Suppose you’re not sure if your thumb drive is infected or not and wish to connect it to your computer without taking the risk of infecting it. To ensure that the virus does not start, Hold Shift and insert the thumb drive into the USB Port. This will prevent the AutoPlay function from being executed from the thumb drive, and hence does not start the virus when the thumb drive is inserted.

Now that you’ve connected your thumb drive, it’s time to check if it has a virus or not. Most Thumb drive viruses can be detected by using these 2 techniques:

1) Check Drive Icon:

Although the virus is an exe file, it uses the directory icon to fool users into clicking it.  Though not all viruses do this, it’s still worthwhile to check if the icons have been changed.

This what an uninfected thumb-drive looks like:


An infected thumb-drive looks like this:


Now, if you want to access the files in this pen-drive, DO NOT DOUBLE-CLICK THE THUMB-DRIVE ICON as it starts AutoPlay and will execute the virus program.


Instead, right-click the icon and choose Explore OR click the Folders icon on the menu bar and select the thumb drive from the left pane as shown below:



Now it’s time to find the viruses and remove them. If you look at your directory contents it will look like this:


You won’t see any viruses as they are hidden. What’s worse, since they are also marked as system files some anti-virus programs ignore virus scans on such files. This is the time to use the second technique.

2) The ATTRIB Test

Click Start->Run and type cmd and press Enter. Once you see the command prompt, type [USBDriveLetter]: and press Enter i.e. E: in this example.

Now type attrib and press Enter. The output should look like this:


You’ll notice a few files with the SHR File attributes in this window. One of these files will be autorun.inf, which instructs the OS which applications to run when the thumb drive is inserted. The other files will be .exe, .vbs or .pif files and are usually the viruses that you are looking for.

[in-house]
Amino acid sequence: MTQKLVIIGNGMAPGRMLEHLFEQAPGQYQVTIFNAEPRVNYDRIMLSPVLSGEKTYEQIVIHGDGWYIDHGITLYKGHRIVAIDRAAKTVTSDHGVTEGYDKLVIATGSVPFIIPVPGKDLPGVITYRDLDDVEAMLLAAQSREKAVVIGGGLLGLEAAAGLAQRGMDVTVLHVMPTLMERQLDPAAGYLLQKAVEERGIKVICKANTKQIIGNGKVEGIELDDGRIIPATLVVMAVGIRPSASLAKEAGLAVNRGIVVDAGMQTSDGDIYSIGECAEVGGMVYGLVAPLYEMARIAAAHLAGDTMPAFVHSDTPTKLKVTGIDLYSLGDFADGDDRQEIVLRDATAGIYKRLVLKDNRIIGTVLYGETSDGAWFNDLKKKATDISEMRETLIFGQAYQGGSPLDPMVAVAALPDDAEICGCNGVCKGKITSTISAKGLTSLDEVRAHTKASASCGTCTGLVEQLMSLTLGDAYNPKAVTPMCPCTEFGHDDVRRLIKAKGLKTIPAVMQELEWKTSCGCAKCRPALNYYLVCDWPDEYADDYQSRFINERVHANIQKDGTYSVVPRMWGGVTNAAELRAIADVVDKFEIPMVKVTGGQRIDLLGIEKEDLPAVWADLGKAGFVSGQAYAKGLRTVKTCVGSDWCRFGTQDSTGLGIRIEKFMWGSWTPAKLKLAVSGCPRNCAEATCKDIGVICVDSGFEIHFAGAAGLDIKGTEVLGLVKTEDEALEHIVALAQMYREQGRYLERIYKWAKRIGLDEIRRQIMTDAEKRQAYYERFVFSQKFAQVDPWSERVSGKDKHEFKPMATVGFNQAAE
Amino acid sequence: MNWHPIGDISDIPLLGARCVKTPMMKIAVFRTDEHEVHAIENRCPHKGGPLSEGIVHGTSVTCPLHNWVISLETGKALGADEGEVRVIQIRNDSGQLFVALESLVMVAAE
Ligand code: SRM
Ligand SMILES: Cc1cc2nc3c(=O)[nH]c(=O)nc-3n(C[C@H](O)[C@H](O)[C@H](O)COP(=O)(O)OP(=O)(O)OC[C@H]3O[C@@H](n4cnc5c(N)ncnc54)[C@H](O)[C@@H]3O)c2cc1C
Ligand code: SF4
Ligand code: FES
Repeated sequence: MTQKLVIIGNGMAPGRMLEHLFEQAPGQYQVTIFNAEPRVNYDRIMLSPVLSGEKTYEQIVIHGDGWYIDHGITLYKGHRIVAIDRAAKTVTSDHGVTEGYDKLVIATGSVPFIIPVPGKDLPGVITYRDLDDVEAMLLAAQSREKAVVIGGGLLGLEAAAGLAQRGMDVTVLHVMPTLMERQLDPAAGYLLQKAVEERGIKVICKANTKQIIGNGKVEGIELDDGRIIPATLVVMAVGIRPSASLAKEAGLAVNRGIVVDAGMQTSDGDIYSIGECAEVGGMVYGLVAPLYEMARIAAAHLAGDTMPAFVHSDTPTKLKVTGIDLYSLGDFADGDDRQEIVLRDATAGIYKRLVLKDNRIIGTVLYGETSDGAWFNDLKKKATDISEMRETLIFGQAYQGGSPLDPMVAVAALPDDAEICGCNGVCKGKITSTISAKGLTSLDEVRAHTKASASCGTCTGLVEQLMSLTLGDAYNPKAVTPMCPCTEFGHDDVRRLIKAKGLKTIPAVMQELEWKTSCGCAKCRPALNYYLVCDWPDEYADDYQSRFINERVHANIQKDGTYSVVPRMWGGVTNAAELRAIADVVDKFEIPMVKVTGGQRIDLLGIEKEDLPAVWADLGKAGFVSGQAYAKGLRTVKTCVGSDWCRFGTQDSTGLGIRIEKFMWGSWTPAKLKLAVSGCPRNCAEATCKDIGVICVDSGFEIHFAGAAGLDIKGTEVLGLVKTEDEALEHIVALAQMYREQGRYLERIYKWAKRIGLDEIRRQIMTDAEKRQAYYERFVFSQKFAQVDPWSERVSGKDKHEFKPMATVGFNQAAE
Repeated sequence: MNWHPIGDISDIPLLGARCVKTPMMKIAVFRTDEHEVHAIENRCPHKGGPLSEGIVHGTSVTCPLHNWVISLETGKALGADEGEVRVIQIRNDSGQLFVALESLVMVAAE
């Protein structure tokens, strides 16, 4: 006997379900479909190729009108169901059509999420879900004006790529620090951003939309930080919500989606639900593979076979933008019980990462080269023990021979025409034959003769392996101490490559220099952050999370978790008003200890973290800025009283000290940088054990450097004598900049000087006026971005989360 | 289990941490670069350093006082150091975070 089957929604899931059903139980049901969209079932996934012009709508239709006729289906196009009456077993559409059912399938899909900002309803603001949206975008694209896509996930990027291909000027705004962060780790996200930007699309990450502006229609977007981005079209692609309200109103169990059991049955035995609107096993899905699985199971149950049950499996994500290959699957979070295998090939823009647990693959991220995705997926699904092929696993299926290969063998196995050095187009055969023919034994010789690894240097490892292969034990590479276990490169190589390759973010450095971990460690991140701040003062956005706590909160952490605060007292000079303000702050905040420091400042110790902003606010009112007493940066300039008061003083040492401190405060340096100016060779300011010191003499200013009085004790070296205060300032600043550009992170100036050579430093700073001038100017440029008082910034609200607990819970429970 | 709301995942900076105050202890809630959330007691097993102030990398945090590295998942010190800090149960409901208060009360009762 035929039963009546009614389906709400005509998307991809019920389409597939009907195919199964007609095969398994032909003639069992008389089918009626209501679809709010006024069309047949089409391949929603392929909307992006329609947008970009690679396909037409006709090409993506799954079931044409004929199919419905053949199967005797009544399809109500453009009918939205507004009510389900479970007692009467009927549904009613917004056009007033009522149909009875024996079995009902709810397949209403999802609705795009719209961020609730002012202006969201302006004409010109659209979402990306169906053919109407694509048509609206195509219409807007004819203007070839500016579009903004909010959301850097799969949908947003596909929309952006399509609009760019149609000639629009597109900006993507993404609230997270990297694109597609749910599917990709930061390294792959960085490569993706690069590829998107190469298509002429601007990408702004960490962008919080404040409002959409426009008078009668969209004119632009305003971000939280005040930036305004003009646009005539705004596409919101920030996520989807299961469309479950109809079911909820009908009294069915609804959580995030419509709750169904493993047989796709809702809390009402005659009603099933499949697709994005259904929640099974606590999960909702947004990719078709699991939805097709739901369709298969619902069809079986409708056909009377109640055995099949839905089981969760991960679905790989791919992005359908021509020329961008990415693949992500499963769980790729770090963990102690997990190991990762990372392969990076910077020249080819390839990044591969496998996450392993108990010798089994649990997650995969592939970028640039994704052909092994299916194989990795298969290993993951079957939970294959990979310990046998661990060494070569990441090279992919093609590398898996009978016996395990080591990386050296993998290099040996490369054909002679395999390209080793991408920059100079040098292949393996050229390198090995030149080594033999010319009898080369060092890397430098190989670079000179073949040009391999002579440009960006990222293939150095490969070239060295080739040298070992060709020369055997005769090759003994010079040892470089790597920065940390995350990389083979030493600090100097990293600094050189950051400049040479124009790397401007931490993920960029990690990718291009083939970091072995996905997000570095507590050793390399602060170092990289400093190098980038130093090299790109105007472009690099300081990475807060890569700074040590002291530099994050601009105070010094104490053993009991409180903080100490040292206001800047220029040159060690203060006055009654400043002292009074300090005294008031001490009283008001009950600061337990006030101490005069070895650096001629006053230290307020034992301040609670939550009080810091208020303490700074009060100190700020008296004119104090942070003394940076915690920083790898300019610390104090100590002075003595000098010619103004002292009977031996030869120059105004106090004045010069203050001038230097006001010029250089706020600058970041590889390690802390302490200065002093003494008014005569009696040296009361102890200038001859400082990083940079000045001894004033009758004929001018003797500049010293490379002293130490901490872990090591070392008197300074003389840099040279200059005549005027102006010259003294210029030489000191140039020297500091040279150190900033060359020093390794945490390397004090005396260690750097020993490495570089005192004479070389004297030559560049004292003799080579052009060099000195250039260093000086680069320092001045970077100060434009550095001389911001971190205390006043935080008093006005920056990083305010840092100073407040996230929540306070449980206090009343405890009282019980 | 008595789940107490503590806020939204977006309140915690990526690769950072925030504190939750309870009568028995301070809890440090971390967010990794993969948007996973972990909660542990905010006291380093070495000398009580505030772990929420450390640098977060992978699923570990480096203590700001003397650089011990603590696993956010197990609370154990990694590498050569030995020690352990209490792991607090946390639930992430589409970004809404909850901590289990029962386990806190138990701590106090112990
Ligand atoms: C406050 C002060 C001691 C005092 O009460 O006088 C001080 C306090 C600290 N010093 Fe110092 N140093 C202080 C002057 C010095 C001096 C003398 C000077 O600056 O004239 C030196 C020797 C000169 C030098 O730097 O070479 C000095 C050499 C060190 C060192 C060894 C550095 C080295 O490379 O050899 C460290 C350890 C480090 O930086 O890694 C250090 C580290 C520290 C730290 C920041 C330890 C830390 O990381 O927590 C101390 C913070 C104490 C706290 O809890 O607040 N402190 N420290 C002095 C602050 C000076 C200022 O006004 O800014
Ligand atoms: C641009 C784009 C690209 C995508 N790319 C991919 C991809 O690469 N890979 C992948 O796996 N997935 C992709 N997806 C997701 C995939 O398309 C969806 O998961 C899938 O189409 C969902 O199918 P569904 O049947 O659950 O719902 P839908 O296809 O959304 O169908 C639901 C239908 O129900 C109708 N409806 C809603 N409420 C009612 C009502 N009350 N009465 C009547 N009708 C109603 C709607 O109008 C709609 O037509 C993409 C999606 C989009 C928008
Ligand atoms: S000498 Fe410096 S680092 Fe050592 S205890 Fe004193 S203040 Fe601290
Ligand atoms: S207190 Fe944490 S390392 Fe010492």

To remove all file attributes type this command: attrib -s -h -r <filename.extension>

After you type this command for all the filenames set with SHR file attributes, type attrib again and observe the result:


Cool, now open Windows Explorer and you’ll notice that the viruses are now visible.


The next part is simple, choose all the viruses and delete them. You should also delete the autorun.inf file unless your thumb drive is made by SanDisk (SanDisk thumb drives depend on autorun.inf to start its own utility programs). If your thumb drive is manufactured by SanDisk, open the autorun.inf file and simply remove all lines that contain the virus filenames.

That’s all. Your Thumb Drive is no longer infected.

There’s something you should take care of though. Many Thumb Drive viruses make copies of itself in every directory on the thumb drive. If that’s the case then you will have to perform the above steps for each folder or use attrib -s -h -r /s *.* to unset SHR attributes of all files in your thumb drive. You can then delete them individually.

To play safe, instead of relying on pressing Shift every time you insert your thumb drive, it is wiser to disable autorun for all removal drives so that Autorun.inf is never executed when your thumb-drive is inserted.

To do that in Windows XP, download a powertoy called TweakUI and disable autoplay for all removable devices as shown below:


Once that is done, you no longer have to press Shift to disable autorun every time you connect your thumb drive.

However, you will still need to use the attrib command to unset file attributes and delete the files manually.

You can also use Ninja PenDisk to do the same thing automatically but I suggest doing this on your own as Ninja Pendisk may not be able to detect and remove all viruses.


Some “USB-Viruses” hide all directories on your thumb drive and replace them with exe files (i.e. the virus) having the same name.

In that case, change your attrib command to this:

attrib –s –h –r /s /d *.*

This will make all the hidden directories visible again.